The place where most of the defendants were found at the wrong time was the Lesnoye Cafe in Moscow Region’s Odintsovo District, where Jalilov worked as a cook between December 2016 and March 2017. Another such place was a flat at 22/1 Tovarishchesky Prospect in Petersburg. It was here, while they arrested five of the suspects on April 5, 2017, that FSB officers were alleged to have found components of an explosive device. The indictment claims that Jalilov and five of the defendants lived in the flat.

Investigators allege that brothers Abror and Akram Azimov had acted as Abu Salah’s agents in Russia. He supposedly sent them money to buy parts for the explosive device.

Defendants are typically reluctant to talk to the press [sic], but in this case it was quite the opposite. During the hearing, both Azimov brothers petitioned the court to have their testimony televised.

content_IMG_2361

“We are willing to explain how we got mixed up in this case and how we were forced to testify. We are only random Muslims. We have done nothing else wrong,” the Azimov brothers told the court.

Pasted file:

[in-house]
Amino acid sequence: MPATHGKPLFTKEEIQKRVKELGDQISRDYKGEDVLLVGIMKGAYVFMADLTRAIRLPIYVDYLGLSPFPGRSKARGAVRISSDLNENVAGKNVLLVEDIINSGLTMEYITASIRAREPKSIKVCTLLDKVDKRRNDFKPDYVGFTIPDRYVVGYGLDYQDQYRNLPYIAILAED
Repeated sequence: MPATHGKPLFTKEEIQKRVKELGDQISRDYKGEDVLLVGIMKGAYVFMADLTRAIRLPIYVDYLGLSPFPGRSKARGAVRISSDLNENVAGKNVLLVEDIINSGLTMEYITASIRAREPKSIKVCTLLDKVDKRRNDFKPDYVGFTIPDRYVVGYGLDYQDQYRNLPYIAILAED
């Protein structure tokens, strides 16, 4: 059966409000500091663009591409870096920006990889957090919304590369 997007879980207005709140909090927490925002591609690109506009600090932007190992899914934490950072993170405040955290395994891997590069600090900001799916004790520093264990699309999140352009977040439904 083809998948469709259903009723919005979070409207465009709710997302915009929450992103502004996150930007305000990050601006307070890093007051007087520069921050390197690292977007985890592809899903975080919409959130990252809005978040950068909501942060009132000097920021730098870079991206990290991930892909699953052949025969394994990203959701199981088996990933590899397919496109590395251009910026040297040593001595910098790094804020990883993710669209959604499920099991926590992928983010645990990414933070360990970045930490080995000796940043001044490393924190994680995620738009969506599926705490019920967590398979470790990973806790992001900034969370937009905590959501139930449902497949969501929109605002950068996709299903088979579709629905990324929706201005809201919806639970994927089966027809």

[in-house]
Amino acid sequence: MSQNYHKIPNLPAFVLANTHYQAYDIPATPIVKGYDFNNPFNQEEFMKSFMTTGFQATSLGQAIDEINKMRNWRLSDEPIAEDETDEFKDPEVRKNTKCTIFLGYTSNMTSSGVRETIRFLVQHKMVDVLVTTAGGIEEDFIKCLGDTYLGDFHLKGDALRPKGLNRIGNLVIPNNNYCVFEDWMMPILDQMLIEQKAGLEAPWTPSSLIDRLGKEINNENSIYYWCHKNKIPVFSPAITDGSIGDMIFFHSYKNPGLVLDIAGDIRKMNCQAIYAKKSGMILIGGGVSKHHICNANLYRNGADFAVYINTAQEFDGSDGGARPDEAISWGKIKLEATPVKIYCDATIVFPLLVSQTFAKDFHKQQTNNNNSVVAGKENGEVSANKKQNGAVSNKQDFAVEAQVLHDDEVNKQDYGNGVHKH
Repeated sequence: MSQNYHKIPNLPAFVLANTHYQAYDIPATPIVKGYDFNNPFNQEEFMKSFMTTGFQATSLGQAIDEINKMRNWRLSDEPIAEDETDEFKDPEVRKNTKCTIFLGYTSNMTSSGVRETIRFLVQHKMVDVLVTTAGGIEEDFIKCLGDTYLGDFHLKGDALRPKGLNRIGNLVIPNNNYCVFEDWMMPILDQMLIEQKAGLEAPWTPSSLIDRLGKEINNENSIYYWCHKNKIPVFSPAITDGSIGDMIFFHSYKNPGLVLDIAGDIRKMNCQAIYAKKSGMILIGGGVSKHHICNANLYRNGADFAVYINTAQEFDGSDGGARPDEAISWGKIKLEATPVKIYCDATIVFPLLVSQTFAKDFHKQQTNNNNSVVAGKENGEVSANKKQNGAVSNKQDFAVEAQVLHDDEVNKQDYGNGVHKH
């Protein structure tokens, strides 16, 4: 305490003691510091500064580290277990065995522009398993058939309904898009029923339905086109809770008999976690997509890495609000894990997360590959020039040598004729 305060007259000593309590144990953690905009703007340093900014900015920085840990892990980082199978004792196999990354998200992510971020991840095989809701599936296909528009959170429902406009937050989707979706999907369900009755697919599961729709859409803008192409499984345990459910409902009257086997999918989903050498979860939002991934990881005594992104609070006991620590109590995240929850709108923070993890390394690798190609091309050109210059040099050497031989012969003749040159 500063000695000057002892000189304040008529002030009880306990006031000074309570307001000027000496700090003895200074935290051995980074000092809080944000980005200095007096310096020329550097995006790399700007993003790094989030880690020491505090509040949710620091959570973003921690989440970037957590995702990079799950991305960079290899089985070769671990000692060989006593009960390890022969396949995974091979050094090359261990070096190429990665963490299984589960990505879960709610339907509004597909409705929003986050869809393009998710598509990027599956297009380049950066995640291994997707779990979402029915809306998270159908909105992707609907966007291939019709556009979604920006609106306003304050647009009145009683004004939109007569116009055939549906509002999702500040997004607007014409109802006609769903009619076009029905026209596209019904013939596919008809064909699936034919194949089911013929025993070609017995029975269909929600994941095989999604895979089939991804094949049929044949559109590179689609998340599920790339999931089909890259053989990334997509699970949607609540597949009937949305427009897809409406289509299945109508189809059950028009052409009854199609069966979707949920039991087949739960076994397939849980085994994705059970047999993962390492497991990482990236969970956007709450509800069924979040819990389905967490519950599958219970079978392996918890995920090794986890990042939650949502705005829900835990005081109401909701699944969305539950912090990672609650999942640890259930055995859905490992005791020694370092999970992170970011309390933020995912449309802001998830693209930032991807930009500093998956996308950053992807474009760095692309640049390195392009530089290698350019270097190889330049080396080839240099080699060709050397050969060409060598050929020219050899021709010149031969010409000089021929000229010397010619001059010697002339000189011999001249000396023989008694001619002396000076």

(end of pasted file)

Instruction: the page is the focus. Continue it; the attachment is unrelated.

Judge Morozov rejected their motion to have their testimony filmed, arguing that only the reading of the verdict could be recorded.

All the defendants in the case have refused to plead guilty to involvement in terrorism. Yana Teplitskaya, a member of the Petersburg Public Monitoring Commission (PMC), told us that she had information the defendants had been tortured. According to Teplitskaya, the Muhamadusup brothers [sic] and Ibrahim Ermatov had related to PMC members that investigators had subjected them to physical violence, but their injuries had not been officially certified by medical personnel. PMC members promised to released more detailed information in the near future.

Defense lawyers also claimed their clients were ordinary people who had accidentally been caught up in the juggernaut of the investigation.

“He pleads not guilty,” Ketevan Baramiya, defense attorney for Ibrahim Ermatov, told us. “It’s a great pity the court rejected the motion to videotape the testimony. The defendants are willing to explain how they got mixed up in this case.”

content_IMG_2757

However, it was not only defense lawyers who had the impression the FSB had chosen the “terrorist conspirators” at random.

“Frankly speaking, they don’t really look like terrorists,” said Yuri Shushkevich, who was injured in the terrorist attack, “especially that woman.”

He meant Shohista Karimova, who has been charged with aiding and abetting the alleged terrorists by buying SIM cards for mobile phones and storing an F1 grenade, which she claims was planted in her domicile by FSB field officers.